A -- Alex Rodriguez. The Mariners insist they will not trade away another superstar this year. Still, will their shortstop bolt Seattle after this season and sign with Atlanta or the Mets?
B -- Ballparks. Three new ones. Enron Field in Houston features a 30-degree slope in deep center field, like the terrace at old Crosley Field. Pacific Bell Park in San Francisco has a short fence in right field -- at 307 feet, balls clearing the wall might land in the Bay. Comerica Park in Detroit has the old home plate from Tiger Stadium.
C -- Comeback Club. Kerry Wood, Andres Galarraga, Moises Alou and Kerry Ligtenberg return after missing the entire 1999 season.
D -- Disparity. The gap between big- and small-market teams remains one of baseball's biggest problems. Last year, the eight playoff clubs all were among the top 10 spenders.
E -- Everett for Everett. Playing the name game, Houston traded outfielder Carl Everett to Boston for shortstop Adam Everett in December.
F -- Free agents. Chuck Finley, John Olerud, Aaron Sele, Greg Vaughn, Todd Zeile were top ones who changed places.
G -- Griffey. At 30, Junior has hit 398 home runs. If he averages 40 per season during his nine-year contract with Cincinnati, he will break Hank Aaron's career record of 755.
H -- Home Run Central. Mark McGwire, Sammy Sosa and Griffey give the NL Central the most potent trio of sluggers ever seen in one division. I -- Induction Day at the Hall of Fame. It'll be a Reds-letter day at Cooperstown on July 23 when Sparky Anderson, Tony Perez and old-timer Bid McPhee enter the shrine wearing Cincinnati caps.
J -- June 29. The night John Rocker returns to New York. Most likely, he will not ride the No. 7 subway train to Shea.
K -- Knoblauch. Hard to believe, but the scatter-shooting Yankees second baseman is experimenting with a new way to throw. C
L -- Long gone. Wade Boggs, Chili Davis and Jeff Montgomery retired and 1999 All-Stars Tony Fernandez and David Nilsson are playing in Japan.
M -- Managers. Seven new ones: Mike Hargrove (Baltimore), Don Baylor (Cubs), Davey Lopes (Milwaukee), Mike Scioscia (Anaheim), Charlie Manuel (Cleveland), Buddy Bell (Colorado) and Phil Garner (Detroit).
N -- Newcomers. The hot rookie class includes St. Louis pitcher Rick Ankiel, Philadelphia outfielder Pat Burrell and Yankees infielder Alfonso Soriano.
O -- Opening day. It's March 29 at the Tokyo Dome between the Mets and Cubs. The nighttime start in Japan makes it a bit inconvenient for American fans to follow the action -- first pitch is at 5:05 a.m. EST.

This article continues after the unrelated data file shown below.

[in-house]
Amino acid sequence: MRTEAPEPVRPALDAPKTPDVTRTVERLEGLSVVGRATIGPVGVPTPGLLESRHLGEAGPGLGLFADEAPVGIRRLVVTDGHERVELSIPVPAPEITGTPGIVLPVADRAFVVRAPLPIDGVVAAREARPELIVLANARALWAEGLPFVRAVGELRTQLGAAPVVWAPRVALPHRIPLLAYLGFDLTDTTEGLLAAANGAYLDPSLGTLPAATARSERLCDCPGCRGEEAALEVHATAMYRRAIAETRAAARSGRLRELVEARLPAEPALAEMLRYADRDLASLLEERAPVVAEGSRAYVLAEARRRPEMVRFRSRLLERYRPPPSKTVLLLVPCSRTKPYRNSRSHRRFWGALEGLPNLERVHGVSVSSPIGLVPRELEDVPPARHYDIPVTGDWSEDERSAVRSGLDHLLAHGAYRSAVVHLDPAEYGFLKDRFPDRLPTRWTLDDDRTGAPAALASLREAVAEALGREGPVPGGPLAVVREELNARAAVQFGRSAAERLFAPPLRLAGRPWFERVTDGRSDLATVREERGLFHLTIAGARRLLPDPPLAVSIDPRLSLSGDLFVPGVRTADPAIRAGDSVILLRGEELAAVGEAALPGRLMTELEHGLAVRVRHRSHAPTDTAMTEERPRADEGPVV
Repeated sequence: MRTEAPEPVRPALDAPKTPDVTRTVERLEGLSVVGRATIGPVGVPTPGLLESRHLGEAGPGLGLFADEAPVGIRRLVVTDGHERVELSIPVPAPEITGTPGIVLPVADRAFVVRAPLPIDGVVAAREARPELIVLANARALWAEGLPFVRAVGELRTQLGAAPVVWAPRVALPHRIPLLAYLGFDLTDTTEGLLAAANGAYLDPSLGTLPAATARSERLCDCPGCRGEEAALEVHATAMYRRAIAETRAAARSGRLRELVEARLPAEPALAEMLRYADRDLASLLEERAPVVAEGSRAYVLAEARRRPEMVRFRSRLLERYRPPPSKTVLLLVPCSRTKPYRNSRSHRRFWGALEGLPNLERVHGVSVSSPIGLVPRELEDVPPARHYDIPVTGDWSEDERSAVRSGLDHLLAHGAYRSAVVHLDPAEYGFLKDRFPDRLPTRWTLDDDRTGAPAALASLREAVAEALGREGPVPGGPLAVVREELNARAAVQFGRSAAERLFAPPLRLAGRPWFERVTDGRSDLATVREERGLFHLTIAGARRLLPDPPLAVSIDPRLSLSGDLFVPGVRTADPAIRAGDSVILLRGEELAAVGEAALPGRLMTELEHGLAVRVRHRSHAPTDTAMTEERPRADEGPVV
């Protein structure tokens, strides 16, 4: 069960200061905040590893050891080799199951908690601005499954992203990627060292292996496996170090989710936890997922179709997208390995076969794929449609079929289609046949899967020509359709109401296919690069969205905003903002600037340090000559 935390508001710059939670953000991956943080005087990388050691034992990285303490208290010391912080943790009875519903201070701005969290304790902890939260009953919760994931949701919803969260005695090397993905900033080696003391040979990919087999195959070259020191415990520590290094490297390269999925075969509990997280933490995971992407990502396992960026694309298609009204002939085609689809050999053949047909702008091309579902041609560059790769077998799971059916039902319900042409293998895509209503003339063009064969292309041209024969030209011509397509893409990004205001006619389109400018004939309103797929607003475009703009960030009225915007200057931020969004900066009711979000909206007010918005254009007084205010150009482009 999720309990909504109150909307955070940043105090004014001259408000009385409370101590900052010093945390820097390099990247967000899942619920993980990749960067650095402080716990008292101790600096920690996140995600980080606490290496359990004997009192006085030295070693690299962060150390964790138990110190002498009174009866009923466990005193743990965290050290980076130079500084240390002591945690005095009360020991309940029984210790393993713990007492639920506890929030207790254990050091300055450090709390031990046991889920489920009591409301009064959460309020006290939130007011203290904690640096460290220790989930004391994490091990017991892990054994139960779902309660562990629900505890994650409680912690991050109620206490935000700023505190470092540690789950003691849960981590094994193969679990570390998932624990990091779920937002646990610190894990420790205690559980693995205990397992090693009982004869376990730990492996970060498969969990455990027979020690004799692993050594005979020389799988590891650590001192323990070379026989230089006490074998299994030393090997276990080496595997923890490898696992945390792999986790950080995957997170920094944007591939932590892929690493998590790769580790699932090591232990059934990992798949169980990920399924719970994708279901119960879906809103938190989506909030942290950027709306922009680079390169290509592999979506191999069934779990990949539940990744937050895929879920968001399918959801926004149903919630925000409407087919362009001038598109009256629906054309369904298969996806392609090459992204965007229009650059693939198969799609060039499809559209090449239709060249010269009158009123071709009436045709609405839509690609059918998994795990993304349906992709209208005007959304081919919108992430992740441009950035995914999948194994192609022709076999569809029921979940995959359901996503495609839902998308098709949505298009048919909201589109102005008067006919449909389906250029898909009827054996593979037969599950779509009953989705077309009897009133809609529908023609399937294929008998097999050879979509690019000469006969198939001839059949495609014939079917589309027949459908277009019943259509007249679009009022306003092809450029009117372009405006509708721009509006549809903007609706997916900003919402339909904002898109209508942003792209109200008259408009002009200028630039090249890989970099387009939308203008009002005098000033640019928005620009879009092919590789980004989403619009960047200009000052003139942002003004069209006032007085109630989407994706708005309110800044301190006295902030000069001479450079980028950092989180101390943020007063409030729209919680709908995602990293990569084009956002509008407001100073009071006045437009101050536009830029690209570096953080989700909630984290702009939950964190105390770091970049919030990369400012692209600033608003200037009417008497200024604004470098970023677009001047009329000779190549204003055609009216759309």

P -- Pedro Martinez. Unanimously won the AL Cy Young Award and the only pitcher to beat the Yankees in the postseason.
Q -- Question marks. Can Davey Johnson and the Dodgers bounce back from a disappointing 1999? Will Colorado be able to win with pitching, speed and defense at Coors Field?
R -- Ripken. Cal needs nine hits to reach No. 3,000.
S -- Sidelined. John Smoltz is out this year because of a torn elbow ligament and Darryl Strawberry is suspended for the season because of a cocaine violation.
T -- Turner Field. The All-Star game will be played at Atlanta on July 11.
U -- Umpires. Richie Garcia, Frank Pulli and Terry Tata are among the 22 who lost their jobs late last season. V -- Volatile Valentine. Bobby V. wore a disguise to sneak back into the dugout after an ejection last summer, and later called five of his players ''losers.''
W -- World Series. Could there be a Subway Series for the first time since 1956? The Yankees and Mets open the season as 4-1 favorites to make it that far. The Braves also are listed at those odds.
X -- ''X'' factor. Jim Morris emerged as the feel-good story of the 1999 season, a high school teacher who turned up at a tryout camp and became a 35-year-old rookie pitcher for Tampa Bay.
Y -- Yankees. Capped off the century by winning their 25th World Series title, and third in four years. Showing signs of age -- David Cone, Paul O'Neill and Clemens are all 37 -- and some wonder whether this will be the last hurrah for the Yankees.
Z -- Zero. The chance of Pete Rose being reinstated, unless commissioner Bud Selig changes his mind. He was allowed on the field for an All-Century ceremony at the World Series, but will be banned from taking part in championship reunions this June for the 1975 Reds and 1980 Phillies.
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